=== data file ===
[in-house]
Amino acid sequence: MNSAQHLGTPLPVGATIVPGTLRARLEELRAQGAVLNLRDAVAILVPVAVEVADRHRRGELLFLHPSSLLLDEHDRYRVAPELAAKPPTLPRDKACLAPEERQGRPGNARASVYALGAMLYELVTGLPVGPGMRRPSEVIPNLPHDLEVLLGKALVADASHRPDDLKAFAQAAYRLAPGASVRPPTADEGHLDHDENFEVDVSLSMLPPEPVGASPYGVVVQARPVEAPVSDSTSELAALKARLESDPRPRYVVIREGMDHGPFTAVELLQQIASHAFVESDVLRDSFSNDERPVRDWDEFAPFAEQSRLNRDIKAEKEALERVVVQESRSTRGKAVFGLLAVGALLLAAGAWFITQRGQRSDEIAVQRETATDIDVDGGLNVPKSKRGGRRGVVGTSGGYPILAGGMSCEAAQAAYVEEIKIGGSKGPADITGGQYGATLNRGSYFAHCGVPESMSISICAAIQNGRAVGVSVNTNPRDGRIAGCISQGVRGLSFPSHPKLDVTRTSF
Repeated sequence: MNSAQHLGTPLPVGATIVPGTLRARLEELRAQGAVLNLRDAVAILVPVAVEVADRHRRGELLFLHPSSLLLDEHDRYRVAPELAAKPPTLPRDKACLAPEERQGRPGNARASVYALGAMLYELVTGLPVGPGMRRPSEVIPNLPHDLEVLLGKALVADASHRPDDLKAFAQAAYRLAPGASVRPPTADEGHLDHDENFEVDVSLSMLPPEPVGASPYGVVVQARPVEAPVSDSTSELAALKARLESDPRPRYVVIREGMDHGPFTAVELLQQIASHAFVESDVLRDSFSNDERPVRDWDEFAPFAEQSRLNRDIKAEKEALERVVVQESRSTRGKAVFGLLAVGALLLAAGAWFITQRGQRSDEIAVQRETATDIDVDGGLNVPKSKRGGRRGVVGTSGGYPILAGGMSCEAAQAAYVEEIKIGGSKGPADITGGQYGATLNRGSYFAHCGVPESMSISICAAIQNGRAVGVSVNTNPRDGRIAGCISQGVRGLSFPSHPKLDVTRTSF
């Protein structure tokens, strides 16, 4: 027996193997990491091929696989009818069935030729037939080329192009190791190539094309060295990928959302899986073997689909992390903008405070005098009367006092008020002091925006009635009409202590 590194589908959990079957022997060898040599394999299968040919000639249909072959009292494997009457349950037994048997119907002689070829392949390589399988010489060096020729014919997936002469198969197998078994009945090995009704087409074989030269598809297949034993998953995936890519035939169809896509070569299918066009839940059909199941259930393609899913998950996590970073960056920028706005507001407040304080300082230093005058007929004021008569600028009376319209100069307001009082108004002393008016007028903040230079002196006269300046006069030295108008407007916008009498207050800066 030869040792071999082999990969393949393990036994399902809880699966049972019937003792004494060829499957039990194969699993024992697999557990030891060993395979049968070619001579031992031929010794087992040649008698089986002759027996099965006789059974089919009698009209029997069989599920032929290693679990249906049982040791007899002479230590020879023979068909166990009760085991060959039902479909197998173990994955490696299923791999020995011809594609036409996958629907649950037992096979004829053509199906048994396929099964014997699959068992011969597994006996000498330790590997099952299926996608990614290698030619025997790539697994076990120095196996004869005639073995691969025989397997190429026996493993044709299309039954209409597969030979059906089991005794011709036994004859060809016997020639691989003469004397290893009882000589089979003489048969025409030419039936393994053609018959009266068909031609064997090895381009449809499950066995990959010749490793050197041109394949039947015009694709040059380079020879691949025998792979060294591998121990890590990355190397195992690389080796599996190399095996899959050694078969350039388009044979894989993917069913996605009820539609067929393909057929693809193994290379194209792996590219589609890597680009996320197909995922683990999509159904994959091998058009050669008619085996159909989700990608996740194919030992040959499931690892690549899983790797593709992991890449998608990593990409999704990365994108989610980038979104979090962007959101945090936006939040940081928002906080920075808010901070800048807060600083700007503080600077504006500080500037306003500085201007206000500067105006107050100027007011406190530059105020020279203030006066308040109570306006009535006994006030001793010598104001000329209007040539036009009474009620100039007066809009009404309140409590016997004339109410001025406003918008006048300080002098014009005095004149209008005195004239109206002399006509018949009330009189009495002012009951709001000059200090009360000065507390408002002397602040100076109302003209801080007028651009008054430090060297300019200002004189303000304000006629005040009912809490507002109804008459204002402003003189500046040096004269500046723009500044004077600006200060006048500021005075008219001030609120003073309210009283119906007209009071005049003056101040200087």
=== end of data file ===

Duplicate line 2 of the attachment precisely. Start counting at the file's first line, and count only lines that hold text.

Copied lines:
Amino acid sequence: MNSAQHLGTPLPVGATIVPGTLRARLEELRAQGAVLNLRDAVAILVPVAVEVADRHRRGELLFLHPSSLLLDEHDRYRVAPELAAKPPTLPRDKACLAPEERQGRPGNARASVYALGAMLYELVTGLPVGPGMRRPSEVIPNLPHDLEVLLGKALVADASHRPDDLKAFAQAAYRLAPGASVRPPTADEGHLDHDENFEVDVSLSMLPPEPVGASPYGVVVQARPVEAPVSDSTSELAALKARLESDPRPRYVVIREGMDHGPFTAVELLQQIASHAFVESDVLRDSFSNDERPVRDWDEFAPFAEQSRLNRDIKAEKEALERVVVQESRSTRGKAVFGLLAVGALLLAAGAWFITQRGQRSDEIAVQRETATDIDVDGGLNVPKSKRGGRRGVVGTSGGYPILAGGMSCEAAQAAYVEEIKIGGSKGPADITGGQYGATLNRGSYFAHCGVPESMSISICAAIQNGRAVGVSVNTNPRDGRIAGCISQGVRGLSFPSHPKLDVTRTSF